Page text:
A point proven
From the Anniston Star
In our opinion
09-02-2008

Just imagine what the authors of the 1901 Alabama Constitution would have thought.

Last Thursday, Alabamians were talking about undoing their evil schemes. The occasion was the 2nd annual Bailey Thomson Awards Luncheon, which was sponsored by the Alabama Citizens for Constitutional Reform Foundation.

Guests gathered in two places — Mobile and Birmingham. The sites were connected by a video signal.

As much as the advances of technology would have stunned the 1901 constitutionalists, the crowd's makeup would have seen them in a catatonic state. The crowd — men and women, blacks and whites, young and old — gathered in the spirit of reform, in hopes of improving the state they call home.

Why, the landed gentry who wrote a love letter to racism and economic self-interest in the form of a state constitution would have needed a fainting couch.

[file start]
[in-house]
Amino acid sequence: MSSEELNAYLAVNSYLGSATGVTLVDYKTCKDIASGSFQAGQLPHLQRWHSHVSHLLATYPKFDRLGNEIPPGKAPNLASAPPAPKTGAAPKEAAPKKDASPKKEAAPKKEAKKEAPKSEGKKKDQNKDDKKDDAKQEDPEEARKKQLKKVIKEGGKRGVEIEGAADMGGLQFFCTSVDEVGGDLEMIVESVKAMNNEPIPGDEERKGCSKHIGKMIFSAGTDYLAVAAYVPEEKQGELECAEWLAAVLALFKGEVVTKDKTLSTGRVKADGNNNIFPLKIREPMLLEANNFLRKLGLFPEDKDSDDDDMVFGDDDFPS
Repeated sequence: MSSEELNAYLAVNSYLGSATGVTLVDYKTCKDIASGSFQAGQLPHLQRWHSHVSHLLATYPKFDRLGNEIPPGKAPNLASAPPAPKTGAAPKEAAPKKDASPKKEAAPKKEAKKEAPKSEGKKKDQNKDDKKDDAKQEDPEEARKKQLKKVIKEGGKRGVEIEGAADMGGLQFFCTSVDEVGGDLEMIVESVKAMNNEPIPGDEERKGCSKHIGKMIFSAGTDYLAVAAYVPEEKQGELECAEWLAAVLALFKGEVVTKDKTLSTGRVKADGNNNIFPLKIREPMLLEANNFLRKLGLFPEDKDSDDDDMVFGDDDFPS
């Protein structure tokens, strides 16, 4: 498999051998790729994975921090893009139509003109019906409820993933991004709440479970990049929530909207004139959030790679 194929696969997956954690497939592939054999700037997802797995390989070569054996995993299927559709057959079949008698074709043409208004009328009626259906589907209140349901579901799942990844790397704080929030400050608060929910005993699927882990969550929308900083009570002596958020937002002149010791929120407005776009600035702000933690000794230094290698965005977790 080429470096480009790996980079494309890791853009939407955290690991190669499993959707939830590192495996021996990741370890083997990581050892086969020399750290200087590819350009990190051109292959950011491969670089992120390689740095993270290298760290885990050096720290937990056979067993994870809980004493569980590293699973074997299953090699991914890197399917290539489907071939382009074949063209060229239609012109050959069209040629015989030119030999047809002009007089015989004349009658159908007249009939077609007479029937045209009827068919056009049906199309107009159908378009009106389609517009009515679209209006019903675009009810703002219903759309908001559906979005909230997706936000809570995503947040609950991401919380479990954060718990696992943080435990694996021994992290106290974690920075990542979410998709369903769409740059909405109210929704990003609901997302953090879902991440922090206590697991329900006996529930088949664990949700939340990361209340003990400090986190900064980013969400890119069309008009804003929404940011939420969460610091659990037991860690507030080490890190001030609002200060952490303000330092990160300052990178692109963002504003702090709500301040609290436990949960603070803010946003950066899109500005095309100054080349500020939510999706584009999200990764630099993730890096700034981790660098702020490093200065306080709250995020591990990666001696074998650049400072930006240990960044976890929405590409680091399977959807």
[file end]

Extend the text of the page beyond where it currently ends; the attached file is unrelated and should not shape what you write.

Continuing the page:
The races were mixing. Strong, talented black women like Barbara Drummond, ACCR Foundation trustee, spoke with force about fixing what ails Alabama.

The luncheon honored Bailey Thomson, a brilliant writer who died in 2003. A series of editorials in Mobile's Press-Register successfully called out the ways the state's governing document shackles people and good government.

The event's keynote speaker, retired Alabama congressman Jack Edwards, interjected how the filthy document rejects the Biblical commands so many Alabamians hold.

Wayne Flynt, noted historian and recipient of the 2008 Bailey Thomson Award, spoke of constitutional reform's enemies. The modern-day descendants of the 1901 crowd, Flynt said, have hit a wall. Their arguments are intellectually bankrupt. They play on fears that are losing their sting as the glories of the enlightenment take hold.

So, you bet the 1901 Constitution authors, a pale and male group dedicated to racial segregation and scare tactics, would have been shocked.

Sort of proves the point of how times change.

Tragically, the 1901 Constitution hasn't.

The speakers last Thursday assured the crowd that change in the form of a constitutional rewrite was not too far down the road.

If that happens, a 107-year-old burden placed by constitutional writers will finally be lifted from the backs of Alabamians

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